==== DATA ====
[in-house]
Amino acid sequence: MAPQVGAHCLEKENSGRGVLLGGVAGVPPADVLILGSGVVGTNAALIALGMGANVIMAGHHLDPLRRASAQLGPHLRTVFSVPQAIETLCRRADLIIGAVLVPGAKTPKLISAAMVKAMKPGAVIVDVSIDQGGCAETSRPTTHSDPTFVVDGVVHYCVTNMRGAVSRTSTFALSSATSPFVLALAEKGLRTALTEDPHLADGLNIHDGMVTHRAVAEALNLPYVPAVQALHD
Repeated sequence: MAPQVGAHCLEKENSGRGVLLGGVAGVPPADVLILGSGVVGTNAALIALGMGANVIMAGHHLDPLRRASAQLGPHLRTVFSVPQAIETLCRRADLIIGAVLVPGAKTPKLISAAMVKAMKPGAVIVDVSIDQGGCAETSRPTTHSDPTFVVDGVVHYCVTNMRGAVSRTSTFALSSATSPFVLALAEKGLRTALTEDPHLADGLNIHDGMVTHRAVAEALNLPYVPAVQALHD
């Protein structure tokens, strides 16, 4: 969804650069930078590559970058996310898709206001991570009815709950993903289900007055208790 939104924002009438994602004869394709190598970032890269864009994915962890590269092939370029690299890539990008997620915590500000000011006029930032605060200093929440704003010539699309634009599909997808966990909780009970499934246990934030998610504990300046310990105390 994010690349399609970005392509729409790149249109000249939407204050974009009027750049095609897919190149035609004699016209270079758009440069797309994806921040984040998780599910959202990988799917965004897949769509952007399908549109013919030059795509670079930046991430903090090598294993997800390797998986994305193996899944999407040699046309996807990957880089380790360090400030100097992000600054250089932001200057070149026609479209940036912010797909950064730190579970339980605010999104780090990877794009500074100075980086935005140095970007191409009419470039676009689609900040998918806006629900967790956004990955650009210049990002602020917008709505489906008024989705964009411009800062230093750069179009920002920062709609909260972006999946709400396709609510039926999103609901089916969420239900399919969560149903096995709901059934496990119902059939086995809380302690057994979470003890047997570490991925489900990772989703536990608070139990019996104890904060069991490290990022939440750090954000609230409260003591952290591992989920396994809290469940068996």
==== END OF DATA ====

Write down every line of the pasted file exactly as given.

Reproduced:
[in-house]
Amino acid sequence: MAPQVGAHCLEKENSGRGVLLGGVAGVPPADVLILGSGVVGTNAALIALGMGANVIMAGHHLDPLRRASAQLGPHLRTVFSVPQAIETLCRRADLIIGAVLVPGAKTPKLISAAMVKAMKPGAVIVDVSIDQGGCAETSRPTTHSDPTFVVDGVVHYCVTNMRGAVSRTSTFALSSATSPFVLALAEKGLRTALTEDPHLADGLNIHDGMVTHRAVAEALNLPYVPAVQALHD
Repeated sequence: MAPQVGAHCLEKENSGRGVLLGGVAGVPPADVLILGSGVVGTNAALIALGMGANVIMAGHHLDPLRRASAQLGPHLRTVFSVPQAIETLCRRADLIIGAVLVPGAKTPKLISAAMVKAMKPGAVIVDVSIDQGGCAETSRPTTHSDPTFVVDGVVHYCVTNMRGAVSRTSTFALSSATSPFVLALAEKGLRTALTEDPHLADGLNIHDGMVTHRAVAEALNLPYVPAVQALHD
């Protein structure tokens, strides 16, 4: 969804650069930078590559970058996310898709206001991570009815709950993903289900007055208790 939104924002009438994602004869394709190598970032890269864009994915962890590269092939370029690299890539990008997620915590500000000011006029930032605060200093929440704003010539699309634009599909997808966990909780009970499934246990934030998610504990300046310990105390 994010690349399609970005392509729409790149249109000249939407204050974009009027750049095609897919190149035609004699016209270079758009440069797309994806921040984040998780599910959202990988799917965004897949769509952007399908549109013919030059795509670079930046991430903090090598294993997800390797998986994305193996899944999407040699046309996807990957880089380790360090400030100097992000600054250089932001200057070149026609479209940036912010797909950064730190579970339980605010999104780090990877794009500074100075980086935005140095970007191409009419470039676009689609900040998918806006629900967790956004990955650009210049990002602020917008709505489906008024989705964009411009800062230093750069179009920002920062709609909260972006999946709400396709609510039926999103609901089916969420239900399919969560149903096995709901059934496990119902059939086995809380302690057994979470003890047997570490991925489900990772989703536990608070139990019996104890904060069991490290990022939440750090954000609230409260003591952290591992989920396994809290469940068996």